I think my own handwriting is legible, if I pay attention to what I’m doing when I write anyway! To me it seems faster than trying to print, like I did on that little sticky note I put up a couple weeks ago. One of my cousins had the most beautiful handwriting I’ve ever seen, and I was always jealous of her.


    1. Yeah, I print if I’m filling out a form or something but cursive is faster. I’ve heard that the crochet/needlwork kind of stuff is supposed to improve your handwriting b/c it helps manual dexterity, but unfortunately I write w/one hand and crochet w/the other, so my penmanship is still pretty skrtichy.


    2. Oh interesting, I never heard that about the needlework/handwriting connection. Maybe I don’t do enough needlework to make a difference in my own 😉


  3. This! “Is there anything more treasured or personal than a hand-written note?”

    I’m a half-luddite. I love and appreciate modern conveniences. But there is much to be said about old-fashioned simplicity, too. I am SO thankful to have electricity! Yet at times, it is also nice to keep the lightswitch off, and just sit in candlelight.

    And this brings me to the handwritten notes. Yes, emails are great and convenient. But a handwritten letter is special.


    1. I’m right on the same page, Gypsy – clearly I was born into the right age, with indoor plumbing, refrigeration and contact lenses, but yesterday we had friends over for an old-school charcoal-grill cookout, and everybody loved just sitting in the back yard and enjoying the art of conversation. I am pleased to say that I had 5 adults over for the entire afternoon, and I hardly saw anybody check their phone/mobile device at all!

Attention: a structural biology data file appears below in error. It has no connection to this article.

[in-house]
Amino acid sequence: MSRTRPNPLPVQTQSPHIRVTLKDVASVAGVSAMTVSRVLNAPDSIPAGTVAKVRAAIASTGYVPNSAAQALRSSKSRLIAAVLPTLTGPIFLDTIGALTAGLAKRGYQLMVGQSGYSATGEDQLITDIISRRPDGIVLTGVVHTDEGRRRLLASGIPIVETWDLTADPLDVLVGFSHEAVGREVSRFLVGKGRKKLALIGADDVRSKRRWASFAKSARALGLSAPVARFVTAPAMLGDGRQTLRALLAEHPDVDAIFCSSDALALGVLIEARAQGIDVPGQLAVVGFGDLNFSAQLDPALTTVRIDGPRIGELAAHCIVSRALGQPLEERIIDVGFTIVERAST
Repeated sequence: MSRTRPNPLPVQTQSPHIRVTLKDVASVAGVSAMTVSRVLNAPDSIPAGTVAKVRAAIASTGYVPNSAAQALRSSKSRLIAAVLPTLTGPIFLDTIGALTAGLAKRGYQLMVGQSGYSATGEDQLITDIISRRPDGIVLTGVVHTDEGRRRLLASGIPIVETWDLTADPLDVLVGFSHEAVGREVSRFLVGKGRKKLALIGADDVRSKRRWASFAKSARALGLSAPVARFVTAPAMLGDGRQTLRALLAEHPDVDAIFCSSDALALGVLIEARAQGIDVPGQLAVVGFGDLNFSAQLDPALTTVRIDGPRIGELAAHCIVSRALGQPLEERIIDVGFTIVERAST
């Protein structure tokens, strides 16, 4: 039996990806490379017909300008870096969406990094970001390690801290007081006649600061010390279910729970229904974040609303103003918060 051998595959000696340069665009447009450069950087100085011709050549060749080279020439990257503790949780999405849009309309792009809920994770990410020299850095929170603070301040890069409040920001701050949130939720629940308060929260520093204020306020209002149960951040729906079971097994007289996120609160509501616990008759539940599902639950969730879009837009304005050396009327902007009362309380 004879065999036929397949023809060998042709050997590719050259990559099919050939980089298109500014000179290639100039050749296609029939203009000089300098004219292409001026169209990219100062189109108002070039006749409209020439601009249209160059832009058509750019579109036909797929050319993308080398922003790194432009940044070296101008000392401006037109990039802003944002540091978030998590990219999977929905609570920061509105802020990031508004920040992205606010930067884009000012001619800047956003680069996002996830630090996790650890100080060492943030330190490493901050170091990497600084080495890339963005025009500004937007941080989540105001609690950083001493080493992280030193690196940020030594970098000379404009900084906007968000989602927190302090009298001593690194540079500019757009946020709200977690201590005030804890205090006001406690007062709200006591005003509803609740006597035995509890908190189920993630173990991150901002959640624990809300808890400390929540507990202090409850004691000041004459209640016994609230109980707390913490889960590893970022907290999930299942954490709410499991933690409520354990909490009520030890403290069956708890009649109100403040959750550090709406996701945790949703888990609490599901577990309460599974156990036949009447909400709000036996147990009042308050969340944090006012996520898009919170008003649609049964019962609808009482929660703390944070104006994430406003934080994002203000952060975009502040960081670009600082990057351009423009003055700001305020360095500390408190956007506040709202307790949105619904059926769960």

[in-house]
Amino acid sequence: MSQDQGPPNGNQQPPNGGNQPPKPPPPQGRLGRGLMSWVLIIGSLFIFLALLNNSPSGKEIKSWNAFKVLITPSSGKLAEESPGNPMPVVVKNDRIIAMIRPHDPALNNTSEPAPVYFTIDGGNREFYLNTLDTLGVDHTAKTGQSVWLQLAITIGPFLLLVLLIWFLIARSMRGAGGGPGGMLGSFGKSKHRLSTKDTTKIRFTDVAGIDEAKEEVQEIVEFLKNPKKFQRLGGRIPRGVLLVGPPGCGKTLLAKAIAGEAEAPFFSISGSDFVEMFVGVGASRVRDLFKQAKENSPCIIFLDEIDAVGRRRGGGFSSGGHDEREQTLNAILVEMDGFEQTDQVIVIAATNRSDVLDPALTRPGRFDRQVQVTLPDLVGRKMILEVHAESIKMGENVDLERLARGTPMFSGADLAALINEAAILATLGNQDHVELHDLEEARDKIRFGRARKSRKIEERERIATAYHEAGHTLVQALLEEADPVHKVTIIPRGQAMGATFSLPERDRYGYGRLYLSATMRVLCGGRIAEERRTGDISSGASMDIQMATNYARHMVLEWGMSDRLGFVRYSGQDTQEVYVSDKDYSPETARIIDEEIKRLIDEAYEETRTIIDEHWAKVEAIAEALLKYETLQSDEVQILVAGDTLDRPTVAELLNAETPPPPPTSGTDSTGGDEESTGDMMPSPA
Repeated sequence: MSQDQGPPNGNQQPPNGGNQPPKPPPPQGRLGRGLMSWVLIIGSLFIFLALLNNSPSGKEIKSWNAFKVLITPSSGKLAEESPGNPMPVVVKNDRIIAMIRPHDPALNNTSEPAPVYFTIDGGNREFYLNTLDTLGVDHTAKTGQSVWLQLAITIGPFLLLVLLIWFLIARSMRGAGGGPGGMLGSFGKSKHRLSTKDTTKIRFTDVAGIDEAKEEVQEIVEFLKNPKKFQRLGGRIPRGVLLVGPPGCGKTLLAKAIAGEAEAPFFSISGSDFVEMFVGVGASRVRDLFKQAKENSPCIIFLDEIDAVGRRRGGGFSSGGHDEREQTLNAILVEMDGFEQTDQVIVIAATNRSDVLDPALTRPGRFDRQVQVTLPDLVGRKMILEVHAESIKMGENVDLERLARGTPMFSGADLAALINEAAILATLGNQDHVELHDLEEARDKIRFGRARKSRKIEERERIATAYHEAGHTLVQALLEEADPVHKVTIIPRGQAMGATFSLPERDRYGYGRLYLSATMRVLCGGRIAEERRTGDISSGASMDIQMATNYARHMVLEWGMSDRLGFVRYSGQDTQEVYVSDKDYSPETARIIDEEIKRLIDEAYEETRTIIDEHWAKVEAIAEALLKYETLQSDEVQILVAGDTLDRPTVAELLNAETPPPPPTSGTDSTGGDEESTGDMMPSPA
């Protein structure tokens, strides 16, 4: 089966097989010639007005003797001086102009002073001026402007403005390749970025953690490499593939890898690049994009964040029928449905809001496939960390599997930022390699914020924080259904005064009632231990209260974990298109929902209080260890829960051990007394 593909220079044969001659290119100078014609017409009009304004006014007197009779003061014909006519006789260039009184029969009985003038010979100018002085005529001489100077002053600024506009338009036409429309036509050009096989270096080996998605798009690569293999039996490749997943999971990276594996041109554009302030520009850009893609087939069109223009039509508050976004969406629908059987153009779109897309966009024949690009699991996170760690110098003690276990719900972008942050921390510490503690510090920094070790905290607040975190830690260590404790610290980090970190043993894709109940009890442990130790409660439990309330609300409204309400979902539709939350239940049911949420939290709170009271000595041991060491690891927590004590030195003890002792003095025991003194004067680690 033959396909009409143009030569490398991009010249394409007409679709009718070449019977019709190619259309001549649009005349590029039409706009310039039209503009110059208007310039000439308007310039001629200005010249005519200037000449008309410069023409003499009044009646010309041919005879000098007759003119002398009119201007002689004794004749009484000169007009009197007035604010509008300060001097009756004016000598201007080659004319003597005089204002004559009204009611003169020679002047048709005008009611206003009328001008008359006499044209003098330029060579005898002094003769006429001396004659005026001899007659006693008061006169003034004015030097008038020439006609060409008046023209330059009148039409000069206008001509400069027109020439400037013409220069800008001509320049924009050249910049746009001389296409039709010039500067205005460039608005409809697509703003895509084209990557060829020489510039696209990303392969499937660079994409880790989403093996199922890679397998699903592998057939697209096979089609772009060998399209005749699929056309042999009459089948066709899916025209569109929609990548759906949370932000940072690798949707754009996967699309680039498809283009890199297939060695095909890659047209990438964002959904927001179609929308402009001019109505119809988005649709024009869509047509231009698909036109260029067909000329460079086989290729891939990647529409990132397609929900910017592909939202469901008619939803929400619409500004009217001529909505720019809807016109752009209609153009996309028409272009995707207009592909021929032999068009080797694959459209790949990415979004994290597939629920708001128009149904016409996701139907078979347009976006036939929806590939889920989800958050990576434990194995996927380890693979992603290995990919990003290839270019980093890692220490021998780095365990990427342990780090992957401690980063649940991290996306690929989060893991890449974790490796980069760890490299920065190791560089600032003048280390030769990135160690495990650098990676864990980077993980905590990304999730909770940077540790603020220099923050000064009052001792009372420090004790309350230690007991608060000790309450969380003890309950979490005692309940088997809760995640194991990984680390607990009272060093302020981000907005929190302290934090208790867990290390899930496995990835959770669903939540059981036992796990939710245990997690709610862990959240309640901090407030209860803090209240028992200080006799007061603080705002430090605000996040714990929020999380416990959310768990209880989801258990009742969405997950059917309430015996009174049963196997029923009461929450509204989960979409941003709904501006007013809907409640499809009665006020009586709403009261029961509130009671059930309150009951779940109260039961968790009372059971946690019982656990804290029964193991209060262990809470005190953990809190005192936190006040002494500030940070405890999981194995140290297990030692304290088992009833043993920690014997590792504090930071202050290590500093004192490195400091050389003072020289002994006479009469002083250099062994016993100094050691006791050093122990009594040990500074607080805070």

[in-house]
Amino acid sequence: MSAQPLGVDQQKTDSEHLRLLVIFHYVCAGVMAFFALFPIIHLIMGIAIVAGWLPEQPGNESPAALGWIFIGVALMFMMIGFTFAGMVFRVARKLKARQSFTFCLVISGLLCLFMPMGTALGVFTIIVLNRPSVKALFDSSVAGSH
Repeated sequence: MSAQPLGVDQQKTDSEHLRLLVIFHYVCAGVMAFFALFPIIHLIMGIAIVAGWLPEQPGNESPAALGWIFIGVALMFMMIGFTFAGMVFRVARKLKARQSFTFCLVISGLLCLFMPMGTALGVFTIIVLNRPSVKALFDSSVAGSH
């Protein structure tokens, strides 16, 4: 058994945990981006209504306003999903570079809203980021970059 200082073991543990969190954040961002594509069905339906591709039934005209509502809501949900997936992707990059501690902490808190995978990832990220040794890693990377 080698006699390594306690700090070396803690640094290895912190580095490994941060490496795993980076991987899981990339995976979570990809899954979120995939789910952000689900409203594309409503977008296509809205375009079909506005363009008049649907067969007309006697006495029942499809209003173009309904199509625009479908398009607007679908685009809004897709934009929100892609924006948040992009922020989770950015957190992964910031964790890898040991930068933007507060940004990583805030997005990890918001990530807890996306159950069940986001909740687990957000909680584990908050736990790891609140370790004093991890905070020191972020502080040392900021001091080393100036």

Can’t speak re: most of the crowd’s penmanship, however…


    2. I spent the day yesterday on the road/at the beach down in Newport so was offline all day, but with my geriatric car there was a real possibility something could go tragically wrong, and so I actually schlepped the laptop down with me just in case I got stranded and needed something to do. I guess it worked like a talisman against motor vehicle failure, all was well except for a dashboard indicator light that kept randomly coming on for the SRS (airbag). I kept hoping the bloody thing wasn’t going to suddenly decide to deploy at 60 mph. Happily, all went well and the laptop got the day off.


  4. I would like to say thank god, only cuz it’s impossible to read some peoples writing already. But it is sad to see the end of beautiful handwriting


  5. My niece would love this news. I was helping her with her cursive and explaining to her the importance of learning it and writing it neatly. She thinks it is really hard and think it is silly but before I left she was getting better.

    Who ever decision this was is foolish. Cursive is an art! Why take it away. I agree once it comes to an end one day only certain people who have not let go of writing in this art form will still be able to understand it. I wonder if this is what happen to to other languages/writing over time?


  6. Very possibly. I don’t see the relevance of doing away with it. I think it’s a mistake, but what do I know? In the back of my mind I always wonder how we’d survive if civilization really did fall, and power sources were gone. We hand over so much of our lives to automation and machines (and I know how this is starting to sound) I already know people who can’t cook without a microwave. I don’t know what happens to people like that during a power outage. (I realize you can’t use an electric stove during one, either, but I’ve scrambled eggs on my barbecue grill during an extended outage). I guess I just don’t like feeling dependent on technology to such an extent. If people can’t do their own writing (which will be the next step), what will they do if their devices ever fail?